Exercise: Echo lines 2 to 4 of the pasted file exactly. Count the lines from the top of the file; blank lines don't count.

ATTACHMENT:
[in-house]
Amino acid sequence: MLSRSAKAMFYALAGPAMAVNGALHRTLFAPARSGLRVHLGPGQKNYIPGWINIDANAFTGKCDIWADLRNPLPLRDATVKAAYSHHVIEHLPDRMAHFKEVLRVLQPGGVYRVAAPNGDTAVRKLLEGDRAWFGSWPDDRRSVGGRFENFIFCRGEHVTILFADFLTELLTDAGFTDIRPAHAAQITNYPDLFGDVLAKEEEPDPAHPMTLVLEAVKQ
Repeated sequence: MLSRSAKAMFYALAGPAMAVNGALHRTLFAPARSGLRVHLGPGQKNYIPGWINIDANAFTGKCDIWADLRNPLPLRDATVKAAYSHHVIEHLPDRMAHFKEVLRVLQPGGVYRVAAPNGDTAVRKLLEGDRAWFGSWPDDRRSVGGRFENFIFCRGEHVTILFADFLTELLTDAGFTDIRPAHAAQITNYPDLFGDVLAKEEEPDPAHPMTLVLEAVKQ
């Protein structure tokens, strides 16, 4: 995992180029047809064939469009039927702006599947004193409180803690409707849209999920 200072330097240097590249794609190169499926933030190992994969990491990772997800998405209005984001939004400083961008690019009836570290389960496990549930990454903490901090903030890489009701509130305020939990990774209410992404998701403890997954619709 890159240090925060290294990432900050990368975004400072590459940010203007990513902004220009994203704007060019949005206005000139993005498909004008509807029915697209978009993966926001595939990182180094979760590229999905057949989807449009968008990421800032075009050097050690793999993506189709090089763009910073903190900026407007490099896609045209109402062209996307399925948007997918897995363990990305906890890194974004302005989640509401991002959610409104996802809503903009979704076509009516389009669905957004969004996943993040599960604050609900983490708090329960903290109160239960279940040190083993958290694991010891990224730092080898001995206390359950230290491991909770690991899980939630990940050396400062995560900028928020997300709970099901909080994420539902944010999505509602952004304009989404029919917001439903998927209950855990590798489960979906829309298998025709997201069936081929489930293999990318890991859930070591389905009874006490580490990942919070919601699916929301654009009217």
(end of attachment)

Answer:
Amino acid sequence: MLSRSAKAMFYALAGPAMAVNGALHRTLFAPARSGLRVHLGPGQKNYIPGWINIDANAFTGKCDIWADLRNPLPLRDATVKAAYSHHVIEHLPDRMAHFKEVLRVLQPGGVYRVAAPNGDTAVRKLLEGDRAWFGSWPDDRRSVGGRFENFIFCRGEHVTILFADFLTELLTDAGFTDIRPAHAAQITNYPDLFGDVLAKEEEPDPAHPMTLVLEAVKQ
Repeated sequence: MLSRSAKAMFYALAGPAMAVNGALHRTLFAPARSGLRVHLGPGQKNYIPGWINIDANAFTGKCDIWADLRNPLPLRDATVKAAYSHHVIEHLPDRMAHFKEVLRVLQPGGVYRVAAPNGDTAVRKLLEGDRAWFGSWPDDRRSVGGRFENFIFCRGEHVTILFADFLTELLTDAGFTDIRPAHAAQITNYPDLFGDVLAKEEEPDPAHPMTLVLEAVKQ
């Protein structure tokens, strides 16, 4: 995992180029047809064939469009039927702006599947004193409180803690409707849209999920 200072330097240097590249794609190169499926933030190992994969990491990772997800998405209005984001939004400083961008690019009836570290389960496990549930990454903490901090903030890489009701509130305020939990990774209410992404998701403890997954619709 890159240090925060290294990432900050990368975004400072590459940010203007990513902004220009994203704007060019949005206005000139993005498909004008509807029915697209978009993966926001595939990182180094979760590229999905057949989807449009968008990421800032075009050097050690793999993506189709090089763009910073903190900026407007490099896609045209109402062209996307399925948007997918897995363990990305906890890194974004302005989640509401991002959610409104996802809503903009979704076509009516389009669905957004969004996943993040599960604050609900983490708090329960903290109160239960279940040190083993958290694991010891990224730092080898001995206390359950230290491991909770690991899980939630990940050396400062995560900028928020997300709970099901909080994420539902944010999505509602952004304009989404029919917001439903998927209950855990590798489960979906829309298998025709997201069936081929489930293999990318890991859930070591389905009874006490580490990942919070919601699916929301654009009217």